Areas in inner London 'have worst broadband in UK' header image

Published: 10th Feb 2015

Inner-city areas within London have the worst access to super-fast broadband in the UK, according to government statistics.

Figures from the Department for Culture, Media and Sport (DCMS) reveal that constituencies in England's capital and Hull will still hover at the bottom of the league tables even when a £1.7 billion investment is completed in 2017 to improve connectivity in under-served areas of Britain.

The government has explained that it will not be able to invest in the broadband infrastructure of these areas directly, blaming competition rules which supposedly prevent intervention from the state.

According to the data from the DCMS, London and Westminster will be the worst-hit areas, with only 31 per cent of premises being given access to super-fast connections, which are defined as speeds of 24 Mbps and above.

Once the rollout is completed in 2017, the bottom 20 constituencies will have a penetration rate of less than 76 per cent. Of these, 12 areas are based in the countryside and have already received government funding to boost the reach of super-fast broadband.

Three of the remaining eight constituencies with poor access to high-speed internet are in Kingston-upon-Hull, where locally-operated telecommunications firms have the monopoly and have left the government  with little power to affect infrastructure, the DCMS claims.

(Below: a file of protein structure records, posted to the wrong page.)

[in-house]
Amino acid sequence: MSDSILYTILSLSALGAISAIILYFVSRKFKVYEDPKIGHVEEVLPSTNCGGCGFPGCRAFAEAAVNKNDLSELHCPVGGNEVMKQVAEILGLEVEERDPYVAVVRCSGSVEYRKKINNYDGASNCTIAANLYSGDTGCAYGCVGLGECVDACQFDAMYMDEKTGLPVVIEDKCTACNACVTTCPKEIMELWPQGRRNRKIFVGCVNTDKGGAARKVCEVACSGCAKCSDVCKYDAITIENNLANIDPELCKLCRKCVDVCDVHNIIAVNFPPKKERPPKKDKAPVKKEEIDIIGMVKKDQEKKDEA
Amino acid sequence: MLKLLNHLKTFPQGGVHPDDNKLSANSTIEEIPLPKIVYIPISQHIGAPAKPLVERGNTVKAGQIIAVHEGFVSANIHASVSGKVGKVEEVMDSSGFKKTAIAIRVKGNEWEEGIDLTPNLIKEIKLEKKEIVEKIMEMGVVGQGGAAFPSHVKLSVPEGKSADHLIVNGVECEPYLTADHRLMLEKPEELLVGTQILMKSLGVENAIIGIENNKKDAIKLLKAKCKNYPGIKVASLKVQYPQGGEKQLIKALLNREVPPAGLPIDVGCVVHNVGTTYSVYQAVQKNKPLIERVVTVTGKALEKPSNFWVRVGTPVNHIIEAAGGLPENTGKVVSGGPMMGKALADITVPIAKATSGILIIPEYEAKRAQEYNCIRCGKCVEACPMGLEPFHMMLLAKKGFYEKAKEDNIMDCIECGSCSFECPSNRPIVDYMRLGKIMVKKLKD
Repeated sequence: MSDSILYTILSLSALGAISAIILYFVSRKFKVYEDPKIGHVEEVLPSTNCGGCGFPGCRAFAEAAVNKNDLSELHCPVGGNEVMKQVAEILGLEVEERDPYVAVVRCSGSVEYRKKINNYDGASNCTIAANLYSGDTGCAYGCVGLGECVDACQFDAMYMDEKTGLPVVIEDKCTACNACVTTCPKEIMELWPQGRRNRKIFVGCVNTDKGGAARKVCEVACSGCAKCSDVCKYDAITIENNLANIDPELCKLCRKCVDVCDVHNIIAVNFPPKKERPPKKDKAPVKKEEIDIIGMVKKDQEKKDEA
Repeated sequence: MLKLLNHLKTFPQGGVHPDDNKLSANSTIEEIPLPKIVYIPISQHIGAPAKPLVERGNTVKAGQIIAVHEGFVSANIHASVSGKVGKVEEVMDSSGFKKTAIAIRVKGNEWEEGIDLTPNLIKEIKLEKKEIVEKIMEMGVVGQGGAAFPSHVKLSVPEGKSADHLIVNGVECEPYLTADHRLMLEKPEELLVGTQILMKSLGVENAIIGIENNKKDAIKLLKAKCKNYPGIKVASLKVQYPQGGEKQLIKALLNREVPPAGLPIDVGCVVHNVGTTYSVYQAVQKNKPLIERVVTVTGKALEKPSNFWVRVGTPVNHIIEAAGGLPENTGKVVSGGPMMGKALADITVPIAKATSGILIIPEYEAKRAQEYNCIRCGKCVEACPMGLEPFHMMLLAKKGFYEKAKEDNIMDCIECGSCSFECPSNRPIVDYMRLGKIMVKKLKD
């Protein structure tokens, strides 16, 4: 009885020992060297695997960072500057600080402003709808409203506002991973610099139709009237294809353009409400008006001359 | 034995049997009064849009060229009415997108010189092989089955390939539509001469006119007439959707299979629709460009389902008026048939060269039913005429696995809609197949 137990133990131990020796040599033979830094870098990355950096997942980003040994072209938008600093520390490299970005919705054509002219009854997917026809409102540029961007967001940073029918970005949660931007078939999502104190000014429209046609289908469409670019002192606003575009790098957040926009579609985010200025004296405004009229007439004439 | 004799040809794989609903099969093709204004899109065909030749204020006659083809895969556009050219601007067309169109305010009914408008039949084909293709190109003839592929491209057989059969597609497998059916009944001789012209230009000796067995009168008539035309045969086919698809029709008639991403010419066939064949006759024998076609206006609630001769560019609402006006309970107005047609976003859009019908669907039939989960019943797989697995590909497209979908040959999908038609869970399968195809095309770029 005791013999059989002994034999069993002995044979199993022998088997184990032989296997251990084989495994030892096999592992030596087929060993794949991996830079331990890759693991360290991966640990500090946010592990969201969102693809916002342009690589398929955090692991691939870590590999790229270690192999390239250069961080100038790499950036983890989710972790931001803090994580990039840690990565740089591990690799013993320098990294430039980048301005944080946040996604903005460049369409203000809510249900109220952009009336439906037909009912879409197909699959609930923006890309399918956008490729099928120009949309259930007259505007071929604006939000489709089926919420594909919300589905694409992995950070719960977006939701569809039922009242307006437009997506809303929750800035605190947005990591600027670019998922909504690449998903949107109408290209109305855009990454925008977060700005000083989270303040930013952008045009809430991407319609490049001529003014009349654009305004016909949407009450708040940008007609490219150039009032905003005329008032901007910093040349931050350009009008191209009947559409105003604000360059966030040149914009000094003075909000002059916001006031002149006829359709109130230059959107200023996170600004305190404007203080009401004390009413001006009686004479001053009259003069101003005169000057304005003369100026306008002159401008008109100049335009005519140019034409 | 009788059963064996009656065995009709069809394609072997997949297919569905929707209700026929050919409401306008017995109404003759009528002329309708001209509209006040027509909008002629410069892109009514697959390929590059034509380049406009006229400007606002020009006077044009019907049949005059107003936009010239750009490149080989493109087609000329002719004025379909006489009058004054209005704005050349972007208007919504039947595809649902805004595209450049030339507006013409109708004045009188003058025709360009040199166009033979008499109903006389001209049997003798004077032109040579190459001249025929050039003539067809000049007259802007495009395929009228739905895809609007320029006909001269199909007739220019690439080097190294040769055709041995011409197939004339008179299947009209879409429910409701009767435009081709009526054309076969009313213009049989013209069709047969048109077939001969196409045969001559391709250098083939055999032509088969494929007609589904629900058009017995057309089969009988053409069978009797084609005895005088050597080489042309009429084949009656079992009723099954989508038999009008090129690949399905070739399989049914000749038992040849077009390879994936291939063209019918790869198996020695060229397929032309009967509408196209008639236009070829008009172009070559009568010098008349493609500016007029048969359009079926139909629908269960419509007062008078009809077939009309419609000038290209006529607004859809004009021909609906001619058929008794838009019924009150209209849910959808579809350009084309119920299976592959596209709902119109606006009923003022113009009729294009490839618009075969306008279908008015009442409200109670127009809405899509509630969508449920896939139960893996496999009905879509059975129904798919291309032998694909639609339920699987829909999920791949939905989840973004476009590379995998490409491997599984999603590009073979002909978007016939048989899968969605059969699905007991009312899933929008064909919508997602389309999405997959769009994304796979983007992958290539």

The final five areas, including the worst in the country, are Westminister, Bermondsey and Old Southwark, Bethnal Green and Bow, Poplar and Limehouse and Westminster North - all of which are in the nation's capital.

These adjoining neighborhoods are some of the most deprived areas of inner London, but the government will not step in to help. The DCMS claims that as these places are supposedly well-served by commercial provision, it is not allowed to directly invest in improving connectivity as it is able to do in rural areas.

Instead of taking action to resolve this issue, telecommunication companies are refusing to making improvements, claiming that there are only a few residential households in these areas, meaning it would be uneconomical to invest to provide better access to super-fast broadband.

A spokesperson for the DCMS said: "State aid rules ensure the government only builds network where the commercial sector won’t go and BT, Virgin and others have already announced plans for commercial rollouts in cities - including a £50 million investment from BT.

"We are already reviewing what we can do for residents in those areas the market won’t reach as part of our commitment to take super-fast broadband to the final five per cent."